Fishing ministers are once again tempted to make decisions based on short-term economic benefits rather than long-term sustainability.
Fishing vessels may still be illegally discarding fish overboard in defiance of a European Union ban, putting stocks at risk, peers have warned.
The EU landing obligation aims to put an end to the throwing of dead fish back into the sea, which took place because fishermen were catching species they did not want or were not allowed to take, as part of efforts to conserve stocks.
Rules to prevent 1.7 million tonnes of fish a year being discarded were brought in following a campaign led by celebrity chef Hugh Fearnley-Whittingstall, with requirements that vessels would land everything they caught.
But six months after the rules took full effect, they seem to have had little impact and the UK government does not know the extent to which they are being complied with, the Lords EU Energy and Environment Sub-Committee said.
The committee of peers warned in a previous report in February that the UK was in a position to implement or enforce the rules preventing discards when they came into force in January.
In the inquiry for that report, the committee heard significant concerns that the ban could have an impact on the industry, infrastructure and ports.
Concerns were raised that fishermen could run out of quota for one fish stock, even though they had quota remaining for others, and would have to stop fishing early in the year, while storage facilities and supply chains would struggle with more undersized fish being landed.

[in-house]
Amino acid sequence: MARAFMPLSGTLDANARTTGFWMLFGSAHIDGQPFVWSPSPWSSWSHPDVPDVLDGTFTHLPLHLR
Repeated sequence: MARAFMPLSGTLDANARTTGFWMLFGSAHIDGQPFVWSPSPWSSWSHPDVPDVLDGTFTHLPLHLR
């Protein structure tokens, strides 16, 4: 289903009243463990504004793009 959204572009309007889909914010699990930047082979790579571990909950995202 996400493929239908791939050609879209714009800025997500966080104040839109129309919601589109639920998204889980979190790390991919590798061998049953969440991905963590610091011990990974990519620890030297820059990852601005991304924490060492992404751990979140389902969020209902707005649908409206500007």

Neither of these things have happened, the Lords said, with only small quantities of fish that would have been discarded being landed, and little evidence of fishing vessels being "choked" by a lack of quota.
This suggests fishermen were continuing to discard fish illegally, a new report by the committee warned.
Continued discarding of fish could cause serious damage to stocks, which raises concerns the Government believed illegal discarding was still taking place and did not know the extent of compliance with the rules, the peers said.
The latest report calls for the Government to mandate the use of remote electronic monitoring of all vessels in UK waters after Brexit, such as CCTV cameras, GPS tracking and sensors to monitor fishing gear use.
The Government must also track improvements in gear that is more selective, to avoid catching undersized fish, in the UK fleet, and work with other member states and the Commission to ensure bycatch reduction plans are implemented quickly.
The committee also raised concerns that the scale of the exemptions to the ban that have been granted undermines the aim of the landing obligation to prevent overfishing and protect fish stocks and the marine environment.
Lord Teverson, chairman of the sub-committee said: "Good progress has been made in recent years to improve the health of fish stocks in EU waters.
"But now it seems that fishing ministers are once again tempted to make decisions based on short-term economic benefits rather than long-term sustainability.
"Unless the discard ban is properly implemented and enforced the UK's fishing industry could in the future find itself with nothing left to fish."
An Environment Department spokesman said: "This government is fully committed to sustainable fishing, including ending the wasteful discarding of fish.
"We continue to work with the industry to promote awareness of the new requirements and have stepped up enforcement to ensure fish caught are landed and accurately recorded. Once we leave the EU, we will have the flexibility to introduce other measures to ensure the sustainability of our fish stocks."
Emily Beament is the Press Association environment correspondent.